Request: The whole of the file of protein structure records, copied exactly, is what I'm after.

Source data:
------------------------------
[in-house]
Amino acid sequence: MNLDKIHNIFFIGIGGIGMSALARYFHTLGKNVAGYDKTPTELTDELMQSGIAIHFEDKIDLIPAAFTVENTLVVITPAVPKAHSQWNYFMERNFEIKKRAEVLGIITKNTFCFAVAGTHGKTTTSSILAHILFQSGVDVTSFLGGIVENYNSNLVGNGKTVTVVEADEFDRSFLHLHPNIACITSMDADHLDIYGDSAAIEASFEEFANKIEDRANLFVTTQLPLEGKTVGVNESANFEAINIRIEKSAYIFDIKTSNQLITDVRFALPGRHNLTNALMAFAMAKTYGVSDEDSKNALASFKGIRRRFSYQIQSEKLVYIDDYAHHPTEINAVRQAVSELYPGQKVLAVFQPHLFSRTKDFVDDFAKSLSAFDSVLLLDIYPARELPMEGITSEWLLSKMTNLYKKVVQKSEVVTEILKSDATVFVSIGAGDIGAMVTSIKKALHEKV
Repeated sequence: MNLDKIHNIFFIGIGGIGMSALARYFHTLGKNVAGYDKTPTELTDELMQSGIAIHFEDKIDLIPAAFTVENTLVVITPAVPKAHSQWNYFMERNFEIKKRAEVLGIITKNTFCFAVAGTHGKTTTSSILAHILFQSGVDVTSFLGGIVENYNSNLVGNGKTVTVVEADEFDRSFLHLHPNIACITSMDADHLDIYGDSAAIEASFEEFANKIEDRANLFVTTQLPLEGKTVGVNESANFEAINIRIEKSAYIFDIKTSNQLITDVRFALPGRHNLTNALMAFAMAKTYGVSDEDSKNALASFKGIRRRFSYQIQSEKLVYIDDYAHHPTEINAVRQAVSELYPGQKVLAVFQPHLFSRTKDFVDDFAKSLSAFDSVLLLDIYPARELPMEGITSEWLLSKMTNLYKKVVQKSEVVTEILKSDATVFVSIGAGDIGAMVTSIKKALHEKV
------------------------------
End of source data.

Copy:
[in-house]
Amino acid sequence: MNLDKIHNIFFIGIGGIGMSALARYFHTLGKNVAGYDKTPTELTDELMQSGIAIHFEDKIDLIPAAFTVENTLVVITPAVPKAHSQWNYFMERNFEIKKRAEVLGIITKNTFCFAVAGTHGKTTTSSILAHILFQSGVDVTSFLGGIVENYNSNLVGNGKTVTVVEADEFDRSFLHLHPNIACITSMDADHLDIYGDSAAIEASFEEFANKIEDRANLFVTTQLPLEGKTVGVNESANFEAINIRIEKSAYIFDIKTSNQLITDVRFALPGRHNLTNALMAFAMAKTYGVSDEDSKNALASFKGIRRRFSYQIQSEKLVYIDDYAHHPTEINAVRQAVSELYPGQKVLAVFQPHLFSRTKDFVDDFAKSLSAFDSVLLLDIYPARELPMEGITSEWLLSKMTNLYKKVVQKSEVVTEILKSDATVFVSIGAGDIGAMVTSIKKALHEKV
Repeated sequence: MNLDKIHNIFFIGIGGIGMSALARYFHTLGKNVAGYDKTPTELTDELMQSGIAIHFEDKIDLIPAAFTVENTLVVITPAVPKAHSQWNYFMERNFEIKKRAEVLGIITKNTFCFAVAGTHGKTTTSSILAHILFQSGVDVTSFLGGIVENYNSNLVGNGKTVTVVEADEFDRSFLHLHPNIACITSMDADHLDIYGDSAAIEASFEEFANKIEDRANLFVTTQLPLEGKTVGVNESANFEAINIRIEKSAYIFDIKTSNQLITDVRFALPGRHNLTNALMAFAMAKTYGVSDEDSKNALASFKGIRRRFSYQIQSEKLVYIDDYAHHPTEINAVRQAVSELYPGQKVLAVFQPHLFSRTKDFVDDFAKSLSAFDSVLLLDIYPARELPMEGITSEWLLSKMTNLYKKVVQKSEVVTEILKSDATVFVSIGAGDIGAMVTSIKKALHEKV